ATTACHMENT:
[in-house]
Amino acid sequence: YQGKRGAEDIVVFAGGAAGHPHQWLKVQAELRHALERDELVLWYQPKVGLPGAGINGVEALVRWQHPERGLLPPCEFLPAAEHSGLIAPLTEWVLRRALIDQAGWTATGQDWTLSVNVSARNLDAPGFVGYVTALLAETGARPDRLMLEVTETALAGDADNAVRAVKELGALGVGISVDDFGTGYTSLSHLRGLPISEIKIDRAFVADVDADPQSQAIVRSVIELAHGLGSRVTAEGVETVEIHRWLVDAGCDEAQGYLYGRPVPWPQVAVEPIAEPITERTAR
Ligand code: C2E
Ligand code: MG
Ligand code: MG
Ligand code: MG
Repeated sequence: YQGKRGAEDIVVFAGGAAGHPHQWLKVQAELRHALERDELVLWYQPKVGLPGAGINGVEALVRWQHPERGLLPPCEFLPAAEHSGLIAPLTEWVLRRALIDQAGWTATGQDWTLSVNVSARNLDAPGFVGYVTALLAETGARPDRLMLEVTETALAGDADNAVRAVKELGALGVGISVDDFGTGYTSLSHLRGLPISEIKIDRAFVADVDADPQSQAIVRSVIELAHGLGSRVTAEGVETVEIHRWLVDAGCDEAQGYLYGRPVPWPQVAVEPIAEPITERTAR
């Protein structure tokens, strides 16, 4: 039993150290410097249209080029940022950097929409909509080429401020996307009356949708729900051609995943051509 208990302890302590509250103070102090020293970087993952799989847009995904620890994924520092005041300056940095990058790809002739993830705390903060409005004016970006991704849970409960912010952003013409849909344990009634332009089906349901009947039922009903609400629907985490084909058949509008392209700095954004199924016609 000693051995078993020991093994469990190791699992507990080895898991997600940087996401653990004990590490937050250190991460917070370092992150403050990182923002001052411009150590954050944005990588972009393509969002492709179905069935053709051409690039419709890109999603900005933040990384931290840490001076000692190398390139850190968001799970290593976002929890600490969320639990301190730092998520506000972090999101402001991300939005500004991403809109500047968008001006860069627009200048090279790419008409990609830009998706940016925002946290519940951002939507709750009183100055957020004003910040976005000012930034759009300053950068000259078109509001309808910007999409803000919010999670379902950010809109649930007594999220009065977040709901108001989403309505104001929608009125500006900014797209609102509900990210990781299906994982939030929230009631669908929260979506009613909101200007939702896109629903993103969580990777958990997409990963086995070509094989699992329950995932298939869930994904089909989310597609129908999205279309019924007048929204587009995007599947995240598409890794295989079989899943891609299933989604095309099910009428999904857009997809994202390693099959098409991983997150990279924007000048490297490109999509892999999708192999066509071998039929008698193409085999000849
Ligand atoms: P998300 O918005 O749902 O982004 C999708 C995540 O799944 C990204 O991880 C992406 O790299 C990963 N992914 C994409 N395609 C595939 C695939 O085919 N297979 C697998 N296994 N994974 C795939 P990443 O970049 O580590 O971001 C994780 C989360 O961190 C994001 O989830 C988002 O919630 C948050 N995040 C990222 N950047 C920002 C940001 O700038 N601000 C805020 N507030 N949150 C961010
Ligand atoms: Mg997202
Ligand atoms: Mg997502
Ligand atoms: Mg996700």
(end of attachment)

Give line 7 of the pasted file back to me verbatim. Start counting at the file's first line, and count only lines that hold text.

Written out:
Repeated sequence: YQGKRGAEDIVVFAGGAAGHPHQWLKVQAELRHALERDELVLWYQPKVGLPGAGINGVEALVRWQHPERGLLPPCEFLPAAEHSGLIAPLTEWVLRRALIDQAGWTATGQDWTLSVNVSARNLDAPGFVGYVTALLAETGARPDRLMLEVTETALAGDADNAVRAVKELGALGVGISVDDFGTGYTSLSHLRGLPISEIKIDRAFVADVDADPQSQAIVRSVIELAHGLGSRVTAEGVETVEIHRWLVDAGCDEAQGYLYGRPVPWPQVAVEPIAEPITERTAR